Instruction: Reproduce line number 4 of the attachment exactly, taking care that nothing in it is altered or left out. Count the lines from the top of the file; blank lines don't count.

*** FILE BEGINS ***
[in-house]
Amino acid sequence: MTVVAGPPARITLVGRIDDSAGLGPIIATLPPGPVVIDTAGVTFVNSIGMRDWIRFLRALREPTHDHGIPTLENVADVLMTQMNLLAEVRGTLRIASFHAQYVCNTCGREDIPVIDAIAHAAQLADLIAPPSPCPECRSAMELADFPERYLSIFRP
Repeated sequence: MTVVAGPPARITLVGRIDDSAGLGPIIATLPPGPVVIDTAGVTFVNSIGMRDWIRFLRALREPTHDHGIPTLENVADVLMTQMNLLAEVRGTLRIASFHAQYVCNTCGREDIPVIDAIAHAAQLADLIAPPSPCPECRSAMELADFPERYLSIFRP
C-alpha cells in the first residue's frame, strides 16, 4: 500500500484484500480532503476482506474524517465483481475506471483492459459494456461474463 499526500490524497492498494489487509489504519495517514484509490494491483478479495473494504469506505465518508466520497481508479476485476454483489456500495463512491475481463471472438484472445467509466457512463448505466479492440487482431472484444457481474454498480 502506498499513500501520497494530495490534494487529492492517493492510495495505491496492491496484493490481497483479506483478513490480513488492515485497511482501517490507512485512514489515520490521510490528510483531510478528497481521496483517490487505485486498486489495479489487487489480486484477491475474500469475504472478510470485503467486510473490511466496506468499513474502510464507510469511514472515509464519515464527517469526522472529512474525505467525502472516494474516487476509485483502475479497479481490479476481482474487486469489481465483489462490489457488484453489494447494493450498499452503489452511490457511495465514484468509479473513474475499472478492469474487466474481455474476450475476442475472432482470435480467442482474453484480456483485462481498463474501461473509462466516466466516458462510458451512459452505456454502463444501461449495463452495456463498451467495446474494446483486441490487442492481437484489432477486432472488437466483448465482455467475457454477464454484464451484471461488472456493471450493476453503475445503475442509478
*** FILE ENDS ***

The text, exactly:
C-alpha cells in the first residue's frame, strides 16, 4: 500500500484484500480532503476482506474524517465483481475506471483492459459494456461474463 499526500490524497492498494489487509489504519495517514484509490494491483478479495473494504469506505465518508466520497481508479476485476454483489456500495463512491475481463471472438484472445467509466457512463448505466479492440487482431472484444457481474454498480 502506498499513500501520497494530495490534494487529492492517493492510495495505491496492491496484493490481497483479506483478513490480513488492515485497511482501517490507512485512514489515520490521510490528510483531510478528497481521496483517490487505485486498486489495479489487487489480486484477491475474500469475504472478510470485503467486510473490511466496506468499513474502510464507510469511514472515509464519515464527517469526522472529512474525505467525502472516494474516487476509485483502475479497479481490479476481482474487486469489481465483489462490489457488484453489494447494493450498499452503489452511490457511495465514484468509479473513474475499472478492469474487466474481455474476450475476442475472432482470435480467442482474453484480456483485462481498463474501461473509462466516466466516458462510458451512459452505456454502463444501461449495463452495456463498451467495446474494446483486441490487442492481437484489432477486432472488437466483448465482455467475457454477464454484464451484471461488472456493471450493476453503475445503475442509478